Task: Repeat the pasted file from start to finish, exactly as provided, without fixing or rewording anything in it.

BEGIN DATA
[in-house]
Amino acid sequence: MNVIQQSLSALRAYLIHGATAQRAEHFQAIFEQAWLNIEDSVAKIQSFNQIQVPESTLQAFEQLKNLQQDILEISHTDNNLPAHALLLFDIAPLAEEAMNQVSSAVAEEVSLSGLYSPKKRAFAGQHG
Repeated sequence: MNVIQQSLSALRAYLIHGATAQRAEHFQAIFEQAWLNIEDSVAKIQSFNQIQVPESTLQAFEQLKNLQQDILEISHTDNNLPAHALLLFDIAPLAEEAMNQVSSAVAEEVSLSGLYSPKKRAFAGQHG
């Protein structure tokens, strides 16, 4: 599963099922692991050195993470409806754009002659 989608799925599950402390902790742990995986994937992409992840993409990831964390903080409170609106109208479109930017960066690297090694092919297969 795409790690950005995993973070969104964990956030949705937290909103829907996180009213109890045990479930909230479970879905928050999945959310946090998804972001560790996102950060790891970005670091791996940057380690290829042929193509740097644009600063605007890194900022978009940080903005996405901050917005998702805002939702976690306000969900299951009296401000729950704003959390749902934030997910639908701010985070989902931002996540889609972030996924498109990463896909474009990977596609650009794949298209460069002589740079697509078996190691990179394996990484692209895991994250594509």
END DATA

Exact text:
[in-house]
Amino acid sequence: MNVIQQSLSALRAYLIHGATAQRAEHFQAIFEQAWLNIEDSVAKIQSFNQIQVPESTLQAFEQLKNLQQDILEISHTDNNLPAHALLLFDIAPLAEEAMNQVSSAVAEEVSLSGLYSPKKRAFAGQHG
Repeated sequence: MNVIQQSLSALRAYLIHGATAQRAEHFQAIFEQAWLNIEDSVAKIQSFNQIQVPESTLQAFEQLKNLQQDILEISHTDNNLPAHALLLFDIAPLAEEAMNQVSSAVAEEVSLSGLYSPKKRAFAGQHG
């Protein structure tokens, strides 16, 4: 599963099922692991050195993470409806754009002659 989608799925599950402390902790742990995986994937992409992840993409990831964390903080409170609106109208479109930017960066690297090694092919297969 795409790690950005995993973070969104964990956030949705937290909103829907996180009213109890045990479930909230479970879905928050999945959310946090998804972001560790996102950060790891970005670091791996940057380690290829042929193509740097644009600063605007890194900022978009940080903005996405901050917005998702805002939702976690306000969900299951009296401000729950704003959390749902934030997910639908701010985070989902931002996540889609972030996924498109990463896909474009990977596609650009794949298209460069002589740079697509078996190691990179394996990484692209895991994250594509």